BackgroundTracking person-to-person SARS-CoV-2 transmission in the population is important to understand the epidemiology of community transmission and may contribute to the containment of SARS-CoV-2. Neither contact tracing nor genomic surveillance alone, however, are typically sufficient to achieve this objective.AimWe demonstrate the successful application of the integrated genomic surveillance (IGS) system of the German city of Düsseldorf for tracing SARS-CoV-2 transmission chains in the population as well as detecting and investigating travel-associated SARS-CoV-2 infection clusters.MethodsGenomic surveillance, phylogenetic analysis, and structured case interviews were integrated to elucidate two genetically defined clusters of SARS-CoV-2 isolates detected by IGS in Düsseldorf in July 2021.ResultsCluster 1 (n = 67 Düsseldorf cases) and Cluster 2 (n = 36) were detected in a surveillance dataset of 518 high-quality SARS-CoV-2 genomes from Düsseldorf (53% of total cases, sampled mid-June to July 2021). Cluster 1 could be traced back to a complex pattern of transmission in nightlife venues following a putative importation by a SARS-CoV-2-infected return traveller (IP) in late June; 28 SARS-CoV-2 cases could be epidemiologically directly linked to IP. Supported by viral genome data from Spain, Cluster 2 was shown to represent multiple independent introduction events of a viral strain circulating in Catalonia and other European countries, followed by diffuse community transmission in Düsseldorf.ConclusionIGS enabled high-resolution tracing of SARS-CoV-2 transmission in an internationally connected city during community transmission and provided infection chain-level evidence of the downstream propagation of travel-imported SARS-CoV-2 cases.


Subject(s)
COVID-19 , Communicable Diseases, Imported , Humans , SARS-CoV-2/genetics , Travel , Communicable Diseases, Imported/epidemiology , COVID-19/epidemiology , Phylogeny , Contact Tracing , Germany/epidemiology , Genomics
5.
JMIR Public Health Surveill ; 7(8): e29957, 2021 Aug 30.
Article in English | MEDLINE | ID: covidwho-2141339

ABSTRACT

BACKGROUND: Association between human mobility and disease transmission has been established for COVID-19, but quantifying the levels of mobility over large geographical areas is difficult. Google has released Community Mobility Reports (CMRs) containing data about the movement of people, collated from mobile devices. OBJECTIVE: The aim of this study is to explore the use of CMRs to assess the role of mobility in spreading COVID-19 infection in India. METHODS: In this ecological study, we analyzed CMRs to determine human mobility between March and October 2020. The data were compared for the phases before the lockdown (between March 14 and 25, 2020), during lockdown (March 25-June 7, 2020), and after the lockdown (June 8-October 15, 2020) with the reference periods (ie, January 3-February 6, 2020). Another data set depicting the burden of COVID-19 as per various disease severity indicators was derived from a crowdsourced API. The relationship between the two data sets was investigated using the Kendall tau correlation to depict the correlation between mobility and disease severity. RESULTS: At the national level, mobility decreased from -38% to -77% for all areas but residential (which showed an increase of 24.6%) during the lockdown compared to the reference period. At the beginning of the unlock phase, the state of Sikkim (minimum cases: 7) with a -60% reduction in mobility depicted more mobility compared to -82% in Maharashtra (maximum cases: 1.59 million). Residential mobility was negatively correlated (-0.05 to -0.91) with all other measures of mobility. The magnitude of the correlations for intramobility indicators was comparatively low for the lockdown phase (correlation ≥0.5 for 12 indicators) compared to the other phases (correlation ≥0.5 for 45 and 18 indicators in the prelockdown and unlock phases, respectively). A high correlation coefficient between epidemiological and mobility indicators was observed for the lockdown and unlock phases compared to the prelockdown phase. CONCLUSIONS: Mobile-based open-source mobility data can be used to assess the effectiveness of social distancing in mitigating disease spread. CMR data depicted an association between mobility and disease severity, and we suggest using this technique to supplement future COVID-19 surveillance.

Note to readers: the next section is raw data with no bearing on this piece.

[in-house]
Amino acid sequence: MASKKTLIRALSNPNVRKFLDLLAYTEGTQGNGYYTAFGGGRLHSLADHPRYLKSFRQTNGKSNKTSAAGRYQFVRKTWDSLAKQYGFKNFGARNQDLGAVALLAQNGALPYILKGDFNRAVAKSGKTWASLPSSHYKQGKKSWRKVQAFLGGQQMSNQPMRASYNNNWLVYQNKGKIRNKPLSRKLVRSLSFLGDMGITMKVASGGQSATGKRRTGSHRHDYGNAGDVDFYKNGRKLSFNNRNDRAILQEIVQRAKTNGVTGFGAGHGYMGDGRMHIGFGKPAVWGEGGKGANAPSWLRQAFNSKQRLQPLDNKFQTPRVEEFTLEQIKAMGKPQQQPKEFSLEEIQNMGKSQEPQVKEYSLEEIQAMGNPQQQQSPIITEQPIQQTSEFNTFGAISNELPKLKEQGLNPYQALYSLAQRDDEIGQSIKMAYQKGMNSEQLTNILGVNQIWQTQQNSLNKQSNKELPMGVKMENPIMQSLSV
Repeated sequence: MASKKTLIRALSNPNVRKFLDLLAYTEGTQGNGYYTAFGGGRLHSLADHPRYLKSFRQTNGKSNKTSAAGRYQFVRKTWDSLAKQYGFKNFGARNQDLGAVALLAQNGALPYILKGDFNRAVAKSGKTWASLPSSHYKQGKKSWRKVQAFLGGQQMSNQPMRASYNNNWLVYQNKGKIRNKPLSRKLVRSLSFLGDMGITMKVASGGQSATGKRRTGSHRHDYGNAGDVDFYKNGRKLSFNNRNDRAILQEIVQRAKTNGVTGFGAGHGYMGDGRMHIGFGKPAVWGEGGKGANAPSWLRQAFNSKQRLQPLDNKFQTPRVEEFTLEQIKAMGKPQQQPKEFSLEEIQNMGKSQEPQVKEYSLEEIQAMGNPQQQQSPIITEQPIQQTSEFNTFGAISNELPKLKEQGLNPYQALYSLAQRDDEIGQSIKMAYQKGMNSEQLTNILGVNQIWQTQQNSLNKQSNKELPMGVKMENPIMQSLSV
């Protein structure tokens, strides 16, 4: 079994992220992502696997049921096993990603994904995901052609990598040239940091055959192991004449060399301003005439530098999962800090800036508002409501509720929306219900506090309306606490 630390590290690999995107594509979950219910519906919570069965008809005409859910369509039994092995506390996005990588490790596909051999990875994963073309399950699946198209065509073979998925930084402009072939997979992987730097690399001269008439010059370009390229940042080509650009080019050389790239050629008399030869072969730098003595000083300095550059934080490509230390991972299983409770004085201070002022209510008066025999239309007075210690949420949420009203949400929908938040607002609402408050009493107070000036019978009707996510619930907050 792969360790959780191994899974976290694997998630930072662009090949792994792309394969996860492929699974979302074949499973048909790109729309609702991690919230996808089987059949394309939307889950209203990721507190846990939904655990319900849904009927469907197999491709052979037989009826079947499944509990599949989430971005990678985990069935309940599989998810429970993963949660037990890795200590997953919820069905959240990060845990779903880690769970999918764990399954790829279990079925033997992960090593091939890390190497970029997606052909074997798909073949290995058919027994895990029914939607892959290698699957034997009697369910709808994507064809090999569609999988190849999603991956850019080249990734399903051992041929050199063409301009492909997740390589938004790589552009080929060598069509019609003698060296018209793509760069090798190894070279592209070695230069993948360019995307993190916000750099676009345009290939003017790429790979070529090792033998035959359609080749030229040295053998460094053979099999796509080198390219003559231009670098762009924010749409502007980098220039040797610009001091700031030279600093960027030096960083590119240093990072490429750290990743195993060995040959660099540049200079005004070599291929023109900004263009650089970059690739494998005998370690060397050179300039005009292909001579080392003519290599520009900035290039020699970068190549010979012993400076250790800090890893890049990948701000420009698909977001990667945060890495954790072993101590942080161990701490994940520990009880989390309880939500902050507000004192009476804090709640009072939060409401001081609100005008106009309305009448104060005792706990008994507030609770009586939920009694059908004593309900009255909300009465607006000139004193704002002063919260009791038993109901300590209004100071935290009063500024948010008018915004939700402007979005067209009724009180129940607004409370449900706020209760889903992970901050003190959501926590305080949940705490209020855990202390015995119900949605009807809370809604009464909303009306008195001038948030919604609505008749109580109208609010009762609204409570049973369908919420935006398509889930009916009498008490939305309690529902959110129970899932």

Subject(s)
COVID-19/epidemiology , COVID-19/transmission , Cell Phone , Geographic Information Systems , Pandemics , Travel/statistics & numerical data , Humans , India/epidemiology
6.
Am J Prev Med ; 63(6): 1053-1061, 2022 Dec.
Article in English | MEDLINE | ID: covidwho-2129802

ABSTRACT